Incredibly, Coca-Cola can also defrost your windscreen in the wintertime. Simply pour Coke liberally across your windshield and wait about a minute. The ice should turn to slush for easy removal.

    Clean your pans

    Coca-Cola is also useful in the kitchen, especially on burnt pans. For any pan with burnt on messes, pour a can of Coke into the pan and simmer. The mess should easily wipe away. You can also soak kettles and other kitchen items in Coca-Cola to remove scale and build up.

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    Clean bugs from your windshield

    Another way Coca-Cola can aid in your car care is by removing bugs and gunk from your windshield. Soak a cloth in coke, then rub across your windshield. Just be careful not to get any on your paint job.

    Remove rust from your car

    Coca-Cola is also useful when removing rust. The simplest method is to dip crumpled tinfoil in Coca-Cola, then give the item a scrub and you should be rust free.

    Loosen rusty bolts

    Similarly, use Coca-Cola to loosen up a rusty bolt. Simply unscrew the bolt half a turn and pour on Coca-Cola. Let it sit, then give the metal a wipe. The bolt and screws will be one hundred percent in no time.

    Remove stains from your fabric

    Surprisingly, Coca-Cola is incredibly helpful when removing stains from clothing and fabric. Coke will easily remove grease stains, as well as blood spots. Remember that Coca-Cola itself is brown, so stains on light fabrics might be better removed another way.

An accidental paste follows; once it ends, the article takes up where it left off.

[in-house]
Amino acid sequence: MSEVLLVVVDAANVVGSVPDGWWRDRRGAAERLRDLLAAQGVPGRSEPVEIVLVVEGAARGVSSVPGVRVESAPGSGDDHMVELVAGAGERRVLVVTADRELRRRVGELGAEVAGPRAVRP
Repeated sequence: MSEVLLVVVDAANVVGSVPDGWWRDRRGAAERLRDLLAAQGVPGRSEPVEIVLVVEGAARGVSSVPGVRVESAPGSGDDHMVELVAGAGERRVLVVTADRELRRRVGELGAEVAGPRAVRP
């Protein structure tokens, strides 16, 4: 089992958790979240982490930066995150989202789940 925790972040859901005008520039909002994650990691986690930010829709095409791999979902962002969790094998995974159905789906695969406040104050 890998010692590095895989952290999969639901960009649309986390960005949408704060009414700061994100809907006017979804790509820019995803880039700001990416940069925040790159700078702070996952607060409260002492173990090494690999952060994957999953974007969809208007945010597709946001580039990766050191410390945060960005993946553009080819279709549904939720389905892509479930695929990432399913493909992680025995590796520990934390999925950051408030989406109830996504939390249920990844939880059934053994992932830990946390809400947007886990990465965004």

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    Remove oil spots

    Another way to use Coca-Cola is to remove oil stains from cement. Whether it’s your garage or your driveway, soak the stain in Coca-Cola for a few hours then hose off.

    Relieve jellyfish stings

    Should you be unwilling to neutralize a jellyfish sting the traditional way (with urine) pouring Coca-Cola on the sting will also do the job.

    Clean your car engine

    Coca-Cola is also an effective ways to clean your car engine. Believe it or not, Coke distributors have reportedly been a fan of this technique for ages. 

    Use it in cooking

    Coca-Cola is also a fantastic addition to many recipes. Using Coca-Cola to cook pot roast or steaks in will easily tenderize the meat for you. Mixing Coke with ketchup or barbecue sauce also makes for a delightfully sweet glaze.